There are lots of types of TES, which can be divided by the heat storage material (e.g., steel, concrete, water), by the physical behavior of the heat storage material (sensible, latent) or by other criteria. Due to the variety of TES, there is a fitting solution for almost every customer’s process. But it is essential to consider all operational states (charging, storing, discharging) to match the TES with the energy source and the consumer.
Besides the TES itself, one also must take care of the heat transfer between the heat source, the storage material, and the consumer. This is done by the Balance of Plant (BoP), which especially includes the necessary heat exchangers, pumps, control devices and other components.
A typical use case of a TES can be found in hydraulic press applications, which usually have a cyclic load profile with heating and cooling phases. For these applications, we realized systems with a direct hot oil buffer storage, which is charged during cooling phase and can be discharged for heating. Another option would be a two-tank solution, storing hot and cold oil in different vessels whereas one of the vessels can be empty. For CST systems, we were involved in projects with different approaches, such as a solid-state TES for a thermal oil system up to 400 °C or a liquid-state TES for a pressurized water system with a design temperature of 240 °C.
The heat transition in the industry requires the implementation of thermal energy storage (TES) systems, which will play a crucial role in the coming years. TES can utilize various principles and storage materials.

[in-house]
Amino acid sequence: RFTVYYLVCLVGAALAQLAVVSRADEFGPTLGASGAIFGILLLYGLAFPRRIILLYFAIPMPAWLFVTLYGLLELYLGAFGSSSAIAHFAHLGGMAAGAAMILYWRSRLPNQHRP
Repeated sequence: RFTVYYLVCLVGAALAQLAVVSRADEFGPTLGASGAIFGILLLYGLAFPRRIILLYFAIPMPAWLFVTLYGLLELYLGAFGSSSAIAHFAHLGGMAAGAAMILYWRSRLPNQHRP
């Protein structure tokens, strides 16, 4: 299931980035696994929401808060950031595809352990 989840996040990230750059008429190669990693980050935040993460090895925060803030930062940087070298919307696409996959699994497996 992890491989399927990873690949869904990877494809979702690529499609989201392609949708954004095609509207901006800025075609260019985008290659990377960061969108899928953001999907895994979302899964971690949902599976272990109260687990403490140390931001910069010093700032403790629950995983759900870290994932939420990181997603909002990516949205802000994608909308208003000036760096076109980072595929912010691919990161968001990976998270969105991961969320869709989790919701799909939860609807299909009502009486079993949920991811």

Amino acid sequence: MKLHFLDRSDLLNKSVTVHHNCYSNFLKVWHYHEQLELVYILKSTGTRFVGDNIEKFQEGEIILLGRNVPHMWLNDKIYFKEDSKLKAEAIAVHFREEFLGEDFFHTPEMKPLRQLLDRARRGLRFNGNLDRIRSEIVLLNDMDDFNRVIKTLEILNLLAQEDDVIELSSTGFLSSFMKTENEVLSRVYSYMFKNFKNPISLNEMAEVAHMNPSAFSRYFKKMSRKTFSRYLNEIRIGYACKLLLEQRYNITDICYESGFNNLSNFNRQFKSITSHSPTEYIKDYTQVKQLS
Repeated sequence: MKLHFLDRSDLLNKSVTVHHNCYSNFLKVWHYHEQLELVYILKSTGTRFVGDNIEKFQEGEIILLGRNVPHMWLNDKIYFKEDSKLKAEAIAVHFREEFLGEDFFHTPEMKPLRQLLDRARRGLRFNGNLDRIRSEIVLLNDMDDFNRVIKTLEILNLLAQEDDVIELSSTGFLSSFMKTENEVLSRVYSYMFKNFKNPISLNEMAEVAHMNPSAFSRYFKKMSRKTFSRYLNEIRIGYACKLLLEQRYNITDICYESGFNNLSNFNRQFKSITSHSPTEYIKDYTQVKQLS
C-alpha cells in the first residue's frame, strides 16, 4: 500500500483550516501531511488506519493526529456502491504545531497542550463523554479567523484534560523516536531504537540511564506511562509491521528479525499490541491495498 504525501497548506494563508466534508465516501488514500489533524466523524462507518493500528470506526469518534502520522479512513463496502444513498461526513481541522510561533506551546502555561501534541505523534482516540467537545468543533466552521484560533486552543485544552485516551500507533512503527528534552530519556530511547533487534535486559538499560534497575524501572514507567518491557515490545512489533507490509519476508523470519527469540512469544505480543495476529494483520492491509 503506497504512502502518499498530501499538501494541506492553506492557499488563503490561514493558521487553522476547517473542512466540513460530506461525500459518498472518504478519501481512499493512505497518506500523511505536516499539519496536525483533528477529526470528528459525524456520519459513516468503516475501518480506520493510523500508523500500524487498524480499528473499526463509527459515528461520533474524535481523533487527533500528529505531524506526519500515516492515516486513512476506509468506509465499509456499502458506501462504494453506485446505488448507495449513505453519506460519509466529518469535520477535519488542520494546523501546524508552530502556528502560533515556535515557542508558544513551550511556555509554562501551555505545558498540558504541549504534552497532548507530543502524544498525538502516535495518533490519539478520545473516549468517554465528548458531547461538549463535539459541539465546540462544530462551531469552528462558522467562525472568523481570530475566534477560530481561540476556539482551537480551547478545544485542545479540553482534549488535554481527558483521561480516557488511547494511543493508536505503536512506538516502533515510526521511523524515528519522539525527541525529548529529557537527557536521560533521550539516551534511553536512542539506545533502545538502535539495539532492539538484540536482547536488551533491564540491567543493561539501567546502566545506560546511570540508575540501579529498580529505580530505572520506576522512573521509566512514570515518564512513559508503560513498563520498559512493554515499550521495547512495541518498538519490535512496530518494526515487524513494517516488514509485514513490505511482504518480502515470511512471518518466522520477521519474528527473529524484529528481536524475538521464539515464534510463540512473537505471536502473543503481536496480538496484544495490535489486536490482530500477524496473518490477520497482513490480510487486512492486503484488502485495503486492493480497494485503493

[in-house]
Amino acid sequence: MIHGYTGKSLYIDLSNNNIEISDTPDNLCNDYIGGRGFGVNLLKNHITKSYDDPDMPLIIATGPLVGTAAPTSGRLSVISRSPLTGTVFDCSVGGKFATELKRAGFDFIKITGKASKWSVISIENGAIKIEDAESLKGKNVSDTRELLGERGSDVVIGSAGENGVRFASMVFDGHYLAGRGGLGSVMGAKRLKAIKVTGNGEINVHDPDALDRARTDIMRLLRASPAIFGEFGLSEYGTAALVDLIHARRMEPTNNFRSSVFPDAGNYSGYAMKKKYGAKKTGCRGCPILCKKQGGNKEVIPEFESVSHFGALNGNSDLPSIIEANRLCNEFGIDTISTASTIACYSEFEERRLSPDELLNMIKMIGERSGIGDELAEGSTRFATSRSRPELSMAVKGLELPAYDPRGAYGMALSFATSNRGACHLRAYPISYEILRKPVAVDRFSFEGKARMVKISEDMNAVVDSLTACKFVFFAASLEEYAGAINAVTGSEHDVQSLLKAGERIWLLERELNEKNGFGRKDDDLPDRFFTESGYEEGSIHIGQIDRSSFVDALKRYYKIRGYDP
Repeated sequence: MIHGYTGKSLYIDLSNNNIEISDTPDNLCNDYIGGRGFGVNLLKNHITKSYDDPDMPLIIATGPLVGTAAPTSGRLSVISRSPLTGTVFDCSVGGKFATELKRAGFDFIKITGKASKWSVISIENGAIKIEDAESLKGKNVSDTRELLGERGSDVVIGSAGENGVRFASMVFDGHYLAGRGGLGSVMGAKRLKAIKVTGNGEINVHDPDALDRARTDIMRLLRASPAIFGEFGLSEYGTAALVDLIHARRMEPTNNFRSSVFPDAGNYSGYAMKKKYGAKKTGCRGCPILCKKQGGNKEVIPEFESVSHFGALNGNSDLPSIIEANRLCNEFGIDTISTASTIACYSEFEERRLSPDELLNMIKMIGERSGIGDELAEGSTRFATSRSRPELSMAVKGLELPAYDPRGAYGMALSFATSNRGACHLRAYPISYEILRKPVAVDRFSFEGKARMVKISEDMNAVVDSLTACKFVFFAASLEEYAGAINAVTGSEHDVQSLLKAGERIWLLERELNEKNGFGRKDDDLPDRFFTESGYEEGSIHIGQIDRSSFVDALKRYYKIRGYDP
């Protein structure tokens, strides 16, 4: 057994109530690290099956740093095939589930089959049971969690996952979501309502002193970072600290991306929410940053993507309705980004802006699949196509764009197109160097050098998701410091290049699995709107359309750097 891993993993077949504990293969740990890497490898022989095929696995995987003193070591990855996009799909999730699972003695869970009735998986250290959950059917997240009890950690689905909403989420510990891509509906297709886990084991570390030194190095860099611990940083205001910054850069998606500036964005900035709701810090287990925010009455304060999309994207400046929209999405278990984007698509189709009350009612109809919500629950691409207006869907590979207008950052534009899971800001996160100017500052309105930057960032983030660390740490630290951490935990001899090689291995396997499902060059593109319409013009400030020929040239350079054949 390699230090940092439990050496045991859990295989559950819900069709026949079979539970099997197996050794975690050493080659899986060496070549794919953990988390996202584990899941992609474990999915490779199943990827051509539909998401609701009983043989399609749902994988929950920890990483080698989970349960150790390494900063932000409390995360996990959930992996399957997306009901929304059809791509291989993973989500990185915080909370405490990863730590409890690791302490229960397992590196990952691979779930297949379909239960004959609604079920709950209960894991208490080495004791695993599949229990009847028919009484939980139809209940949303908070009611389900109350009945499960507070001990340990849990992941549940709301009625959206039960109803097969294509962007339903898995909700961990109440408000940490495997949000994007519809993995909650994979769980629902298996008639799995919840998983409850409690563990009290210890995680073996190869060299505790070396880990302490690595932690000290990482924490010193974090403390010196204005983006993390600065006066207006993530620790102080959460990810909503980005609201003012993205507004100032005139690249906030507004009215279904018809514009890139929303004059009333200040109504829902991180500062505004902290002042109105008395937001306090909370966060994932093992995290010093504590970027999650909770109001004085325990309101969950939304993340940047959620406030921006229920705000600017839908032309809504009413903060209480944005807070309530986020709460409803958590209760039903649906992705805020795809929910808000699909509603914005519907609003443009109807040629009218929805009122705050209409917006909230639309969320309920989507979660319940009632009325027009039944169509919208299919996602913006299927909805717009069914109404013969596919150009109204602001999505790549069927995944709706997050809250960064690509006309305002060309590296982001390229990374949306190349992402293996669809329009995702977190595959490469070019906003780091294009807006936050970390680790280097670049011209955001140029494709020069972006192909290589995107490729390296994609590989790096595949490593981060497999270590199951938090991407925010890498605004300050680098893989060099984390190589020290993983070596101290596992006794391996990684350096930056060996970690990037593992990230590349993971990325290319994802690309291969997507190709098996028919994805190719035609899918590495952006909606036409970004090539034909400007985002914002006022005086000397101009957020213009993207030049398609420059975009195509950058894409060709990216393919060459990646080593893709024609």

Here a use case for large pressure vessels to store hot water.
A particularly challenging type of water storage is the single-tank solution, where a single tank is responsible for storing both the hot and cold mediums. In this system, when the tank is loaded, the hot medium from the heat source enters the tank from the top and displaces the cold medium. Conversely, during the unloading process, the cold medium from the consumer enters the tank from the bottom and displaces the hot medium. Implementing a one-tank solution instead of a two-tank solution can lead to significant cost savings, especially in high-temperature water storage systems where the tank’s wall thickness can be substantial, reaching around 10 mm.
To achieve the maximum energy unloading at the highest temperature level, it is essential to avoid mixing of the medium within the tank and establish a distinct thermocline. To address this, computational fluid dynamics (CFD) is utilized to optimize the flow distribution within the tanks, aiming to minimize the mixing of hot and cold fluids. The results obtained through CFD analysis provide specific inlet geometries for the respective temperature, medium, pressure, and installed volume.
The attached pictures depict the calculated temperature distribution within a single tank during a typical unloading process, showcasing the temperature distribution after 10 minutes, 1 hour, and 3 hours. These visual representations help to understand the effectiveness of the system and the behavior of the temperature profile over time.